Severe storms rolled into the Ohio Valley on Tuesday afternoon and evening, where the Kentucky State Police confirmed that 10 people were minor injured when two tornadoes hit western Kentucky city of Mayfield this Wednesday.
The Kentucky State Police also confirmed that it was damaged an unknown number of homes and businesses. Actually a huge part of western Kentucky is under a tornado watch until 11 p.m. There were also reports of tornadoes that were in many states such as Oklahoma, Nebraska, Tennessee and Iowa.
In Nashville, TN, heavy rainfall caused some serious problems, where water entered at least one and a half foot of rain felt in Mt. Juliet, Tennessee. A flood emergency declared by the National Weather Service.
Tornadoes from the South
These flooding impacted Trousdale County, as well as northern Sumner and western Macon counties, on Wednesday morning. One location of Sumner County had over 5.25 inches of rain in the morning hours. It was also reported that in the northwest of Carthage, a road was reportedly washed out, carrying a car into a nearby creek. It was not immediately known if there was anyone inside the vehicle.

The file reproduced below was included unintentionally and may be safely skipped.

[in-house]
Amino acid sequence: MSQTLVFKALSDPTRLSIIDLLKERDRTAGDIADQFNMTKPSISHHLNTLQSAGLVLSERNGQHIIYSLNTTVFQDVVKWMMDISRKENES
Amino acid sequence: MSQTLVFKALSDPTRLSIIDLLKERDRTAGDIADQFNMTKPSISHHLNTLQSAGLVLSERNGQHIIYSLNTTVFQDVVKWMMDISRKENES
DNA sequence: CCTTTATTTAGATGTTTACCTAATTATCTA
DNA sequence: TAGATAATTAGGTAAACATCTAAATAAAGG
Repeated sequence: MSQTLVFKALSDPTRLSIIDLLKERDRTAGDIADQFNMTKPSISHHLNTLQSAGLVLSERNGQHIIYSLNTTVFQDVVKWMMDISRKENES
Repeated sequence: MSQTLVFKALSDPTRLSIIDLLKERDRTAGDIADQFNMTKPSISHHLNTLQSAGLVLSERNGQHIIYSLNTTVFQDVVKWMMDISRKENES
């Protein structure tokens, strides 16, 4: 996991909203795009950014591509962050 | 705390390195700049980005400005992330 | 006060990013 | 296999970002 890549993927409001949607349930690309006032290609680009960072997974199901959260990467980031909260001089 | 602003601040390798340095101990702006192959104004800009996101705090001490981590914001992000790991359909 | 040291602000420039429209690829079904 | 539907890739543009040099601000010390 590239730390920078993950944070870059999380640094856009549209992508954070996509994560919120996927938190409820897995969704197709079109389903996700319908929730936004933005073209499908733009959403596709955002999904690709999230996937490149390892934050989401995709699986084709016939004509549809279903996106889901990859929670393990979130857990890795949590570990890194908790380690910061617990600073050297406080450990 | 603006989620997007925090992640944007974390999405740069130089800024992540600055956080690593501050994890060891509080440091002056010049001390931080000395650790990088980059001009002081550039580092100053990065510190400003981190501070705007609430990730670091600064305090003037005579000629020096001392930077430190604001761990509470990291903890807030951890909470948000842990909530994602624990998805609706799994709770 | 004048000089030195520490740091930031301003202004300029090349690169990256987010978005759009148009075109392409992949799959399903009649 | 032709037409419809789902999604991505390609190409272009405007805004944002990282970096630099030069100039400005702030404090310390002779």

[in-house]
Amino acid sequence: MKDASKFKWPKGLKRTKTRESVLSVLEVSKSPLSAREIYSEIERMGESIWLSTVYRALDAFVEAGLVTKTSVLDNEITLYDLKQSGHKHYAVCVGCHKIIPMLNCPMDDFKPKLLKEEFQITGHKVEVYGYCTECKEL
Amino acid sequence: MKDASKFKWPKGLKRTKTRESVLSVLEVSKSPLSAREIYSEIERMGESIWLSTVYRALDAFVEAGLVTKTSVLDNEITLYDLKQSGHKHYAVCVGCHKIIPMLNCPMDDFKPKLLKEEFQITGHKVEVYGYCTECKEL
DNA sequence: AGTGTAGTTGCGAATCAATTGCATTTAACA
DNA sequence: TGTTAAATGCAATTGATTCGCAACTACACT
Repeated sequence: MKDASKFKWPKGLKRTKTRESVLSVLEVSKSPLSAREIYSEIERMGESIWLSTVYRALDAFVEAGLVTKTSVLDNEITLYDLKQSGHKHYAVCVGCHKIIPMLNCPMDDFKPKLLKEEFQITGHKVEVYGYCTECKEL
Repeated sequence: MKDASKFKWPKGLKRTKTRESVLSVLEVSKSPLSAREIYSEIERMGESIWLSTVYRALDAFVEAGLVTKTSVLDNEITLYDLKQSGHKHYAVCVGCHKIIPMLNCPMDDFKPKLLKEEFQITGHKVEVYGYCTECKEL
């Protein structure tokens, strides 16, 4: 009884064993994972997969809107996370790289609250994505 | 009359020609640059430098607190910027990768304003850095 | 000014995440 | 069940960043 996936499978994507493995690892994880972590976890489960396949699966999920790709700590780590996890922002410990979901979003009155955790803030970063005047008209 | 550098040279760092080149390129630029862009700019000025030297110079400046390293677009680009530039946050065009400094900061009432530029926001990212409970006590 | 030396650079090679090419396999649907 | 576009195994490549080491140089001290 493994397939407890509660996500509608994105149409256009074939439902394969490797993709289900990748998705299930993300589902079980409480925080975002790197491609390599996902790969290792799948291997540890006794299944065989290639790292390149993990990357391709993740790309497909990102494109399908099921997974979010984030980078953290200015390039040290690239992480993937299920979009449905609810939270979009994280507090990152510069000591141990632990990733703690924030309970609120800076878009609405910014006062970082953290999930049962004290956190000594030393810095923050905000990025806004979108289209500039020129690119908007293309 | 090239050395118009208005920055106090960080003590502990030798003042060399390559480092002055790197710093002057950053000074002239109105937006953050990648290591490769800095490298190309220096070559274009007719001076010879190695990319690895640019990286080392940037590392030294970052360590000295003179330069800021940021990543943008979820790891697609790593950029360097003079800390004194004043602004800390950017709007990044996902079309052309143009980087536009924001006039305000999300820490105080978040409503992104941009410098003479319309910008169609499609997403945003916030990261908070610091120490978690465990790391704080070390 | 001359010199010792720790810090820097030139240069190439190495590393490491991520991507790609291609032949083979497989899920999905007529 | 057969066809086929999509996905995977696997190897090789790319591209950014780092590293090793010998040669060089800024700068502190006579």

In Des Moines, Iowa this Monday a twister touched down west of Guthrie Center, where it has not hit any populated areas and there are no reports of damage or injuries so far.
In southern Nebraska, a tornado caused some damage to a rural high school. Also in southern Oklahoma, two 76-year-old Oklahoma men people died due the strong tornadoes that swept across part of the state. The Oklahoma Highway Patrol closed a five-mile section of Interstate 35 between Oklahoma City and Dallas as the storm approached.
The Storm Prediction Center had warned that a “substantial tornado risk” could develop Monday in portions of the Southern Plains and the Ozarks.
Meteorologists have also said that the twisters with wind speeds above 111 miles per hour were possible to be hitting from eastern Oklahoma to the center of Arkansas. This might include over 2 inches of hail that will be from eastern Texas to southeastern Kansas.
Actually, about 41 million people from Houston to Sioux City, Iowa, are at risk for some type of stormy weather, whenever it could be a twister, a tornado or flooding rains.
Source: NBC News